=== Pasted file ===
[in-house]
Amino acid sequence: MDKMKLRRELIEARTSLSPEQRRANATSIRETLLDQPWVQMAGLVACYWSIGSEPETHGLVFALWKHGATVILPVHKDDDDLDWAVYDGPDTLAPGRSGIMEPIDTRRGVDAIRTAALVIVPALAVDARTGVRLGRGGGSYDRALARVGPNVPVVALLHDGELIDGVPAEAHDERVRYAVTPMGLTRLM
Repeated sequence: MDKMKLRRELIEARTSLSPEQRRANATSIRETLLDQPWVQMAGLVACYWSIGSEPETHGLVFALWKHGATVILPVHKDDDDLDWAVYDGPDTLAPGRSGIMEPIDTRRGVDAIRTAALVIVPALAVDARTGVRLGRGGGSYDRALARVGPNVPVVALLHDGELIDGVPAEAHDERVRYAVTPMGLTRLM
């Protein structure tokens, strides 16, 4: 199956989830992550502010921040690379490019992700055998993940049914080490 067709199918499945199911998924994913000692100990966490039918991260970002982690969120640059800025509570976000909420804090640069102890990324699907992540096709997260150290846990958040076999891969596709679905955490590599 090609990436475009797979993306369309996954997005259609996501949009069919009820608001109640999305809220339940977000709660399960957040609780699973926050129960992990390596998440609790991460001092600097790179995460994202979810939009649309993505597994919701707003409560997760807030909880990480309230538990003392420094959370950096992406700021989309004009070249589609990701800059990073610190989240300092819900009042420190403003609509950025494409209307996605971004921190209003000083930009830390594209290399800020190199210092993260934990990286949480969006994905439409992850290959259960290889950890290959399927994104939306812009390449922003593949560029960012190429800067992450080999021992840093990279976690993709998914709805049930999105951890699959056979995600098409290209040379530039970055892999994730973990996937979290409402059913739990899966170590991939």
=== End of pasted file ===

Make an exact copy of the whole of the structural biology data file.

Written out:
[in-house]
Amino acid sequence: MDKMKLRRELIEARTSLSPEQRRANATSIRETLLDQPWVQMAGLVACYWSIGSEPETHGLVFALWKHGATVILPVHKDDDDLDWAVYDGPDTLAPGRSGIMEPIDTRRGVDAIRTAALVIVPALAVDARTGVRLGRGGGSYDRALARVGPNVPVVALLHDGELIDGVPAEAHDERVRYAVTPMGLTRLM
Repeated sequence: MDKMKLRRELIEARTSLSPEQRRANATSIRETLLDQPWVQMAGLVACYWSIGSEPETHGLVFALWKHGATVILPVHKDDDDLDWAVYDGPDTLAPGRSGIMEPIDTRRGVDAIRTAALVIVPALAVDARTGVRLGRGGGSYDRALARVGPNVPVVALLHDGELIDGVPAEAHDERVRYAVTPMGLTRLM
């Protein structure tokens, strides 16, 4: 199956989830992550502010921040690379490019992700055998993940049914080490 067709199918499945199911998924994913000692100990966490039918991260970002982690969120640059800025509570976000909420804090640069102890990324699907992540096709997260150290846990958040076999891969596709679905955490590599 090609990436475009797979993306369309996954997005259609996501949009069919009820608001109640999305809220339940977000709660399960957040609780699973926050129960992990390596998440609790991460001092600097790179995460994202979810939009649309993505597994919701707003409560997760807030909880990480309230538990003392420094959370950096992406700021989309004009070249589609990701800059990073610190989240300092819900009042420190403003609509950025494409209307996605971004921190209003000083930009830390594209290399800020190199210092993260934990990286949480969006994905439409992850290959259960290889950890290959399927994104939306812009390449922003593949560029960012190429800067992450080999021992840093990279976690993709998914709805049930999105951890699959056979995600098409290209040379530039970055892999994730973990996937979290409402059913739990899966170590991939």